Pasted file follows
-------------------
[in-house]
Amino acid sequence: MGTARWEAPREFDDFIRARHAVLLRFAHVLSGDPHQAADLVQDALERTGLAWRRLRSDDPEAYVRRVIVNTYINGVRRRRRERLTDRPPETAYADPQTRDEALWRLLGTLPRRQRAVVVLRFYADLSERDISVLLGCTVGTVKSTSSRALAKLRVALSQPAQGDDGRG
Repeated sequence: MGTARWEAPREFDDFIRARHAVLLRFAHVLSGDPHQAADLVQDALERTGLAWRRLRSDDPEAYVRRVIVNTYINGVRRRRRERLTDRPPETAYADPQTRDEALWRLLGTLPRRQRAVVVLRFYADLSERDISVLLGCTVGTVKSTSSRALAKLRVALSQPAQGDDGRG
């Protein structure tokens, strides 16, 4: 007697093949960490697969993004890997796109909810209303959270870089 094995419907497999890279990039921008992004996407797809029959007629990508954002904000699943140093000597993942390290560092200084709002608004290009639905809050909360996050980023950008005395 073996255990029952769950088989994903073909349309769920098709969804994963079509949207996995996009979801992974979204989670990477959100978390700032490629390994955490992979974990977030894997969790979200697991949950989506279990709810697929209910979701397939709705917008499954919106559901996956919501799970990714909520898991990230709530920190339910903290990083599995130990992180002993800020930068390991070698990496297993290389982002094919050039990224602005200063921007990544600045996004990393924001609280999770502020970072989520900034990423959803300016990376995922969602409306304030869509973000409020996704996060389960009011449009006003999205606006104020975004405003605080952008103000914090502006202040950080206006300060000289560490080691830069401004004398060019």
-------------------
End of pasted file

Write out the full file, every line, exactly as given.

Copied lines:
[in-house]
Amino acid sequence: MGTARWEAPREFDDFIRARHAVLLRFAHVLSGDPHQAADLVQDALERTGLAWRRLRSDDPEAYVRRVIVNTYINGVRRRRRERLTDRPPETAYADPQTRDEALWRLLGTLPRRQRAVVVLRFYADLSERDISVLLGCTVGTVKSTSSRALAKLRVALSQPAQGDDGRG
Repeated sequence: MGTARWEAPREFDDFIRARHAVLLRFAHVLSGDPHQAADLVQDALERTGLAWRRLRSDDPEAYVRRVIVNTYINGVRRRRRERLTDRPPETAYADPQTRDEALWRLLGTLPRRQRAVVVLRFYADLSERDISVLLGCTVGTVKSTSSRALAKLRVALSQPAQGDDGRG
């Protein structure tokens, strides 16, 4: 007697093949960490697969993004890997796109909810209303959270870089 094995419907497999890279990039921008992004996407797809029959007629990508954002904000699943140093000597993942390290560092200084709002608004290009639905809050909360996050980023950008005395 073996255990029952769950088989994903073909349309769920098709969804994963079509949207996995996009979801992974979204989670990477959100978390700032490629390994955490992979974990977030894997969790979200697991949950989506279990709810697929209910979701397939709705917008499954919106559901996956919501799970990714909520898991990230709530920190339910903290990083599995130990992180002993800020930068390991070698990496297993290389982002094919050039990224602005200063921007990544600045996004990393924001609280999770502020970072989520900034990423959803300016990376995922969602409306304030869509973000409020996704996060389960009011449009006003999205606006104020975004405003605080952008103000914090502006202040950080206006300060000289560490080691830069401004004398060019």